Volume 3, Issue 4 | December 2016
Image | Esophagus

Sarcoidosis Causing Mid-Esophageal Traction Diverticulum

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Shady Guirguis, MD1, Sulaiman Azeez, MD2, and Sarwat Amer, MD3

1Department of Internal Medicine, Lincoln Medical and Mental Health Center, Bronx, NY
2Department of Gastroenterology, Lincoln Medical and Mental Health Center, Bronx, NY
3Department of Radiology, Lincoln Medical and Mental Health Center, Bronx, NY

ACG Case Rep J 2016;3(4):e175. http://dx.doi.org/10.14309/crj.2016.148. Published online: December 7, 2016.

Case Report

A 78-year-old man presented to the outpatient clinic with progressive dysphagia with solid food for a few years. He had the feeling that food got stuck in his chest when swallowing. He denied any fevers, unintentional weight loss, hemoptysis, sore throat, odynophagia, shortness of breath, or wheezing. On examination he was hemodynamically stable. Chest exam revealed lower left lung crackles. He reported a medical history of bronchial asthma, allergic rhinitis, pulmonary hypertension, and sarcoidosis. Sarcoidosis was diagnosed in 2007 when he presented with a face lesion proved to be lupus pernio by skin biopsy (Figure 1). Computed tomography scan of the chest in 2012 after an asthma attack was concerning for bilateral pulmonary stellate opacities, pleural-based opacities, and mediastinal and hilar lymphadenopathy. Infrared-guided biopsy obtained at that time showed histological findings of sarcoidosis (Figure 2). Esophagram showed an esophageal diverticulum in mid-esophagus measuring 1.5 cm in diameter (Figure 3). Absence of esophageal motility abnormality and presence of lung and mediastinal lymph node fibrosis noted with radiological and histological means indicated a diagnosis of traction mid-esophageal diverticulum. Despite the presence of symptoms, the patient was a poor surgical candidate.


Figure 1. Skin biopsy showing isolated and confluent granulomas associated with mixed inflammation. Giant cell formation is rare, but fused histiocytes are present.

Diverticula occur in the esophagus quite rarely compared to other areas of the body, with an estimate of less than 1% of all barium gastrointestinal radiographs and likely less than 5% of all cases of dysphagia exhibiting diverticula.1 Esophageal diverticula are classified into three groups: pharyngoesophageal, parabronchial, and epiphrenic. Diverticula of the esophageal body are classified as pulsion and traction. Traction diverticula result from granulomatous inflammation of mediastinal lymph nodes. The resultant desmoplastic reaction in the paraesophageal tissue causes full thickness pinching on the esophageal wall, which leads to a localized diverticulum. Tuberculosis and histoplasmosis are known etiologies of this condition.2


Figure 2. Lung biopsy showing dense fibrosis encasing hard granulomata composed of epithelioid histiocytes.

Traction esophageal diverticula occurring secondary to sarcoidosis has been reported once in the literature.3 We present the second case with traction esophageal diverticulum in a male who presented with progressive dysphagia. Traction esophageal diverticulum is often asymptomatic and thus doesn’t require treatment. If symptomatic, surgical or endoscopic treatment should be attempted, although endoscopy can cause perforation of the esophagus.4 If endoscopic treatment is not feasible, then relieving methods such as modifying the diet to less solid forms can be attempted. Clinicians should be aware of the possibility of traction mid-esophageal diverticulum in sarcoidosis patients with progressive dysphagia. A simple diagnostic test like an esophagogram provides early diagnosis even if clinical consideration is lacking, which can avoid possible morbidity and mortality.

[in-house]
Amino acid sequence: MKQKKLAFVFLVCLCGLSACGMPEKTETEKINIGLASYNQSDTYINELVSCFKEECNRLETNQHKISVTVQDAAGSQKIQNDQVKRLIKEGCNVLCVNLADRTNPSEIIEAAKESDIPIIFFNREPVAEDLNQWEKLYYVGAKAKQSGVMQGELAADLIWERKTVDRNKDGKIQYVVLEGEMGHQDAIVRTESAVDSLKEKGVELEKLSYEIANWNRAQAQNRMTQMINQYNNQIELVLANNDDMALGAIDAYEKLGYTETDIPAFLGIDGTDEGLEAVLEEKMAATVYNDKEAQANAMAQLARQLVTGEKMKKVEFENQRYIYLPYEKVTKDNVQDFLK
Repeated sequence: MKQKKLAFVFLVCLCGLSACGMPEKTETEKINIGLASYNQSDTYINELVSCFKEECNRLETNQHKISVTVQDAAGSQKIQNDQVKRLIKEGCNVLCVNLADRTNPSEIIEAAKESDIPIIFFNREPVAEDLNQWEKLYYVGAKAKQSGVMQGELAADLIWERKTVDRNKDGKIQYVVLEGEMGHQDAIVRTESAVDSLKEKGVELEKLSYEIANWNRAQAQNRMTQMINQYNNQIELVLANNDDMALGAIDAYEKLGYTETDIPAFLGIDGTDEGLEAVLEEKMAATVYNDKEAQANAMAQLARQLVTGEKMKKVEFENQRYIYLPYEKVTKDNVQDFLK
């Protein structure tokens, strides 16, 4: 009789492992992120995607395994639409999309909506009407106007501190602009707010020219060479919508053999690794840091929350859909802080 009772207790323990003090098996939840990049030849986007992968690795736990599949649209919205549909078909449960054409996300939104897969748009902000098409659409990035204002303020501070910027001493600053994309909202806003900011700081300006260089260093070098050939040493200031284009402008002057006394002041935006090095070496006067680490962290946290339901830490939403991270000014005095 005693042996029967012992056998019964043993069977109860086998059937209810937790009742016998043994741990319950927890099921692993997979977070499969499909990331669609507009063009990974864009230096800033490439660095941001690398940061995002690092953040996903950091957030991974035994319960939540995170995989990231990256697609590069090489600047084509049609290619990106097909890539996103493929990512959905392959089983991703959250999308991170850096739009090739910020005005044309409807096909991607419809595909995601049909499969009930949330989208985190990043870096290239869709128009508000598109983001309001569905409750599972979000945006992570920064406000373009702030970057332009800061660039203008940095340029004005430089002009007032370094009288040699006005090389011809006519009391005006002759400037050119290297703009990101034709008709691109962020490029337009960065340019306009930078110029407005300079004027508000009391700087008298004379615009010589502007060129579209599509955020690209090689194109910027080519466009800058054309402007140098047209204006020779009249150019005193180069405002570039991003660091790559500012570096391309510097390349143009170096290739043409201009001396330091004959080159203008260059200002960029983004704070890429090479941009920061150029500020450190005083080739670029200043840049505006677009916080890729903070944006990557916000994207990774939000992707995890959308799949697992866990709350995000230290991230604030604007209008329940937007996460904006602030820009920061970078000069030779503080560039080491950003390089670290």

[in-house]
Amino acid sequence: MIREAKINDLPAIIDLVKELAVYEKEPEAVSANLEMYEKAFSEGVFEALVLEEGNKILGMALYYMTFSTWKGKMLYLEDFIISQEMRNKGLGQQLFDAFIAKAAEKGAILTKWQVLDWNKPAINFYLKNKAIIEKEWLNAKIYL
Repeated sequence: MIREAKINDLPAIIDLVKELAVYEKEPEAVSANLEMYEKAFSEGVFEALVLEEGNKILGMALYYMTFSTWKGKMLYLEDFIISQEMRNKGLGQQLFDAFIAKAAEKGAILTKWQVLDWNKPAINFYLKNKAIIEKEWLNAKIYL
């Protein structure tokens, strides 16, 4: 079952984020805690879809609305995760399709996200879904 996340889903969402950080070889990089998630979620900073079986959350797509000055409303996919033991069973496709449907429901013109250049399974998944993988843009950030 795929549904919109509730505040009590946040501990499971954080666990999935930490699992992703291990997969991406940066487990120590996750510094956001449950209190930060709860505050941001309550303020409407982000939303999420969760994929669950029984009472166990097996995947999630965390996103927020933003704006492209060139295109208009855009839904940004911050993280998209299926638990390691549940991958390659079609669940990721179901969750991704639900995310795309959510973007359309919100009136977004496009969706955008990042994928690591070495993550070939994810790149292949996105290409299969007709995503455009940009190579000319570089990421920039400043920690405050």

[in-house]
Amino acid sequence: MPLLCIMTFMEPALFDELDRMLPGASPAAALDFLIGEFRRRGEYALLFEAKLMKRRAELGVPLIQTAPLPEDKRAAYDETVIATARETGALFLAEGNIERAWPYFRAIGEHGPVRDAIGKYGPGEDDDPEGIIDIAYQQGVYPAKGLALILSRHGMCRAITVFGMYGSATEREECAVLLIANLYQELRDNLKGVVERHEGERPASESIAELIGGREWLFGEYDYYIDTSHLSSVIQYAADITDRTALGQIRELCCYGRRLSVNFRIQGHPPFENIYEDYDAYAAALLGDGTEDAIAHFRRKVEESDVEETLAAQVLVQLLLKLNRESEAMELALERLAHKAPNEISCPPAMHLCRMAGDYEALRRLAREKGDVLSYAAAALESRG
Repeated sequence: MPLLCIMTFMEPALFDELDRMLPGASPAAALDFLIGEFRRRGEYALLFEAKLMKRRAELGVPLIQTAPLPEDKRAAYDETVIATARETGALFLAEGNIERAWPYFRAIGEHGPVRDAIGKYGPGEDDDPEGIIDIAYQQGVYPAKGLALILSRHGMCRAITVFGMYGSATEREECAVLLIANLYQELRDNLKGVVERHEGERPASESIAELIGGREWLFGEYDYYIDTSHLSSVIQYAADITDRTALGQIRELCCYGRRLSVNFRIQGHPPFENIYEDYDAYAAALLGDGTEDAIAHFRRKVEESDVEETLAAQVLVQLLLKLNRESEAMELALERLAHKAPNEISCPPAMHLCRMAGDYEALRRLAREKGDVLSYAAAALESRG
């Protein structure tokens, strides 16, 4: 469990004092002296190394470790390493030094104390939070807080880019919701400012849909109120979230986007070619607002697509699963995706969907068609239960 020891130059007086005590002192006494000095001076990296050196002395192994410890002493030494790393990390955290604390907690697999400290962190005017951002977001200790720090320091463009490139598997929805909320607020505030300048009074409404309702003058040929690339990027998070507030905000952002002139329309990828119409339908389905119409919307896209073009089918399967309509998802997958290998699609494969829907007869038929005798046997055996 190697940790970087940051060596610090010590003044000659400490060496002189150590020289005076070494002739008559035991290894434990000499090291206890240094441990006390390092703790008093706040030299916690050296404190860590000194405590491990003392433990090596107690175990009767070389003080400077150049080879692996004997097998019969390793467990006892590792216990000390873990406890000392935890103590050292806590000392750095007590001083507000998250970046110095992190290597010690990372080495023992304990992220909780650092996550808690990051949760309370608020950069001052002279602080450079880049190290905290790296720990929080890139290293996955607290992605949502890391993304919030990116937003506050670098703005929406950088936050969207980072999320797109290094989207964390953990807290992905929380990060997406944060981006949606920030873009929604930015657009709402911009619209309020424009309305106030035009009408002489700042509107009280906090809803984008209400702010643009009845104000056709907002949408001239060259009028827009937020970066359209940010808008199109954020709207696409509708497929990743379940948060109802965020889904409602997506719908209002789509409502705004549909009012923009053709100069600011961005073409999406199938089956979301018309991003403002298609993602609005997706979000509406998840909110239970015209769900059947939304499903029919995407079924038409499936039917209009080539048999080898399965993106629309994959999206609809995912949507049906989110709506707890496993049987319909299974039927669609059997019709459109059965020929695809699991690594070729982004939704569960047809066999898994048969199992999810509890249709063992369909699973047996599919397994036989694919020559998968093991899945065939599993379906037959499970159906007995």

Figure 3. Esophagram in (A) anteroposterior and (B) lateral view showing mid-esophageal diverticulum.


Author contributions: S. Guirguis reviewed the literature, wrote the manuscript, and is the article guarantor. S. Azeez edited the manuscript. S. Amer obtained the images and reviewed the manuscript.

Financial disclosure: None to report.

Informed consent was obtained for this case report.

Correspondence: Shady Guirguis, Department of Internal Medicine, Lincoln Medical and Mental Health Center, 234 E 149th St, Bronx, NY 10451 (shadyezzat@gmail.com).

Received May 25, 2016; Accepted June 17, 2016


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  2. Dukes RJ, Strimlan CV, Dines DE, et al. Esophageal involvement with mediastinal granuloma. JAMA. 1976;236:2313–5. PubMed
  3. Raziel A, Landau O, Fintsi Y, et al. Sarcoidosis and giant midesophageal diverticulum. Dis Esophagus. 2000;13:317–9. PubMed
  4. Achkar E. Esophageal diverticula. Gastroenterol Hepatol (NY). 2008;4(10):691–3. PubMed

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© 2016 Guirguis et al. This work is licensed under a Creative Commons Attribution-NonCommercial-NoDerivatives 4.0 International License. To view a copy of this license, visit http://creativecommons.org/licenses/by-nc-nd/4.0.